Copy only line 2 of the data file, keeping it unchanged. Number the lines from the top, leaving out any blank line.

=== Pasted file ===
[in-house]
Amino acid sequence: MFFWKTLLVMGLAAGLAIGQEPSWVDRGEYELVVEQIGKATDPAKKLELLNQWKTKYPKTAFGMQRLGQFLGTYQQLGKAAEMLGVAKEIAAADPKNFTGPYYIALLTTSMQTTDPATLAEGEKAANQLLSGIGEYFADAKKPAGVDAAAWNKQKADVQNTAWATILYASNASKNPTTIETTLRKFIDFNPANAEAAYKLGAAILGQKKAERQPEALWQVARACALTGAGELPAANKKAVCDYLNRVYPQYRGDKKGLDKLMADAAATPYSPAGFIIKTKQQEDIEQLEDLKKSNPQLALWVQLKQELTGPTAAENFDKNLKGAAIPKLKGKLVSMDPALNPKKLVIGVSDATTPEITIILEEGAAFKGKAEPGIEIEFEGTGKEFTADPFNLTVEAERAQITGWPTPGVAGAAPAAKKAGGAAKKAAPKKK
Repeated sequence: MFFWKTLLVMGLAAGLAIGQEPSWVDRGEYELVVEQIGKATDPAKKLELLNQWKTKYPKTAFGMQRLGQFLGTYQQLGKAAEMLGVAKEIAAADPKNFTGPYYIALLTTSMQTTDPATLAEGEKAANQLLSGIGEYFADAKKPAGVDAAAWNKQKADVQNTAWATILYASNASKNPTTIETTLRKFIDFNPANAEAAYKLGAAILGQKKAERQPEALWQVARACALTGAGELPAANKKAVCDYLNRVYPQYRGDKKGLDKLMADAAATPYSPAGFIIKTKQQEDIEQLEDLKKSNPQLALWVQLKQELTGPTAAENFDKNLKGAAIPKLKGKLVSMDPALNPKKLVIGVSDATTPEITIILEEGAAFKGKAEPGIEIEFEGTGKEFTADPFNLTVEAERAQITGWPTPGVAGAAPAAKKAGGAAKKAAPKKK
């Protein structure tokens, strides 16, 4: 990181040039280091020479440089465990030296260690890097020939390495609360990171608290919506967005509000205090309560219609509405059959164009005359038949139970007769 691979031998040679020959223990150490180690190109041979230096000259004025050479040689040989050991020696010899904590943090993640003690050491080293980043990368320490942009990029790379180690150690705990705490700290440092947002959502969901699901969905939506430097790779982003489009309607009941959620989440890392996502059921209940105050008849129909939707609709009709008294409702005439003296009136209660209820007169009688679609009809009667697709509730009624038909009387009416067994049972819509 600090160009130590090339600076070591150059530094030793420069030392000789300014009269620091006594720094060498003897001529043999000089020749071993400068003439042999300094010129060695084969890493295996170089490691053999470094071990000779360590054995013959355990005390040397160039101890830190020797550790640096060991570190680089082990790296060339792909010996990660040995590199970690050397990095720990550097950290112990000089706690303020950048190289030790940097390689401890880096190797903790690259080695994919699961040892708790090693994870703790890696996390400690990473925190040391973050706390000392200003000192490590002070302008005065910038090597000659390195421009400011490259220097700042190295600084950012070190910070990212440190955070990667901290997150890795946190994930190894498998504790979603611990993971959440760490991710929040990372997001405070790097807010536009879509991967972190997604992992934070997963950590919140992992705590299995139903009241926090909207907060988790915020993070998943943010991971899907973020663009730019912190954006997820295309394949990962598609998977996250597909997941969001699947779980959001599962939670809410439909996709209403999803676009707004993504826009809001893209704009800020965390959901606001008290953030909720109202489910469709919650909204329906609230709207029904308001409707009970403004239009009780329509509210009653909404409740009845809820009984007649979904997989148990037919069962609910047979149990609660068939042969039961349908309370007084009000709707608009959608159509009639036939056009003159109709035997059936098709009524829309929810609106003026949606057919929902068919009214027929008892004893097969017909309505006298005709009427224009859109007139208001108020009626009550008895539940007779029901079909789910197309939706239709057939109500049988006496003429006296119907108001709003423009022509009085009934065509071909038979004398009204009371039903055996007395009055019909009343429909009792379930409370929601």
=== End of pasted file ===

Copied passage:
Amino acid sequence: MFFWKTLLVMGLAAGLAIGQEPSWVDRGEYELVVEQIGKATDPAKKLELLNQWKTKYPKTAFGMQRLGQFLGTYQQLGKAAEMLGVAKEIAAADPKNFTGPYYIALLTTSMQTTDPATLAEGEKAANQLLSGIGEYFADAKKPAGVDAAAWNKQKADVQNTAWATILYASNASKNPTTIETTLRKFIDFNPANAEAAYKLGAAILGQKKAERQPEALWQVARACALTGAGELPAANKKAVCDYLNRVYPQYRGDKKGLDKLMADAAATPYSPAGFIIKTKQQEDIEQLEDLKKSNPQLALWVQLKQELTGPTAAENFDKNLKGAAIPKLKGKLVSMDPALNPKKLVIGVSDATTPEITIILEEGAAFKGKAEPGIEIEFEGTGKEFTADPFNLTVEAERAQITGWPTPGVAGAAPAAKKAGGAAKKAAPKKK